Regarding misapplications and synonomies, the authors note, "Californian mushrooms are often quite different in morphology, microscopic features, ecology, and genetics from their European namesakes, but until a new name is published, the most effective way of referring to them may be to use an epithet we know to be incorrect. We recommend taking a practical view of things: incorrect names will be used to convey information, and if they succeed in doing so without creating any new confusion, don't worry too much about it." Thus noting that Cortinarius percomis is a European name long misapplied for C. citrinifolius, Neoalbatrellus (Albatrellus) caeruleoporus is an eastern North American name misapplied for N. subcaeruleoporus, and Lactarius N. vinaceorufescens & L. chrysorrheus are both eastern North American names misapplied for L. xanthogalactus help link a familiar image and the new correct name together. Synonyms serve a similar function (e.g., Atheniella adonis = Mycena adonis; Lichenomphalia umbellifera = Omphalia ericetorum [somewhat baffling to me, given that the US government's Northwest Forest Plan listed Omphalina ericetorum]; Mycetinus copelandii = Marasmius copelandii, with a highly informative note citing recent genetic work that supports the species in Gymnopus; Bolbitius titubans = B. vitellinus). Some 'newer' names lack synonyms—the earlier placement of Tapinella atrotomentosa in Paxillus and Annulohypoxylon thouarsianum in Sphaeria are not noted—but such omissions are few. In general, I greatly appreciated finding so many 'hot-off-the-press' names with origins in multi-gene sequence analyses; these no doubt owe their presence in the volume to the careful review of Else Vellinga, whom Siegel & Schwarz thank first in their acknowledgments.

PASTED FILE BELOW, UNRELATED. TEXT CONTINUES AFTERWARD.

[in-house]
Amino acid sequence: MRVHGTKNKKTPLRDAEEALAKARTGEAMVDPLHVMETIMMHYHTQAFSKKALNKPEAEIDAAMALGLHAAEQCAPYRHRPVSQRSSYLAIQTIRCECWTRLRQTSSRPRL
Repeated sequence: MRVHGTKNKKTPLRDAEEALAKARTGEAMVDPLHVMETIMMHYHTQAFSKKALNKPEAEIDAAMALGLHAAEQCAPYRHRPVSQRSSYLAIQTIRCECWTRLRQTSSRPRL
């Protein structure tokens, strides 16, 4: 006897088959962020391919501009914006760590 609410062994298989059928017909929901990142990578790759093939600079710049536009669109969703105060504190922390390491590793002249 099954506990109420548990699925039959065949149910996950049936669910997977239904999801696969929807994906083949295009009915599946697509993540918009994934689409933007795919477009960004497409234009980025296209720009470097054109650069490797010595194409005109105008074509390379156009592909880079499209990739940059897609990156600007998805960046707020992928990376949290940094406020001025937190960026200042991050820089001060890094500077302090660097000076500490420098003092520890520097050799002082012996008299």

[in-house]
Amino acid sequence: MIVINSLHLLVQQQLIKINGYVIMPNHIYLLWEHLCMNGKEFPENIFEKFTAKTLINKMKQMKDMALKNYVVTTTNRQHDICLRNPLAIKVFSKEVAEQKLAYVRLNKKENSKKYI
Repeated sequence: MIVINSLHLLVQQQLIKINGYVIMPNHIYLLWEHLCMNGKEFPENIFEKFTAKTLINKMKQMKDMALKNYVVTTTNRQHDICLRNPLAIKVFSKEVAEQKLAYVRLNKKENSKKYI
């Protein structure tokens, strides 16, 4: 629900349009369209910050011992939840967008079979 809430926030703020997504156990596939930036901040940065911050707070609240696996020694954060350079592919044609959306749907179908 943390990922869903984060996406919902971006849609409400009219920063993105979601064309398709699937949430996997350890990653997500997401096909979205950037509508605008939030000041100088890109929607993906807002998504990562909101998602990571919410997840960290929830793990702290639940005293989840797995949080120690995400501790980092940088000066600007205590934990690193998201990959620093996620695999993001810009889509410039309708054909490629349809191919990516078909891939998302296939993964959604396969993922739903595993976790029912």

The volume closes with a list of future directions (mycofloristics, conservations, climate change, biogeography, systematics, sequence database quality, evolutionary and ecological synthesis), a 3-page glossary, resources for the mycophile, bibliography, general index, and genus & species index. Overall the field guide is engagingly written and with understated humor highly appreciated here). I highly recommend this book.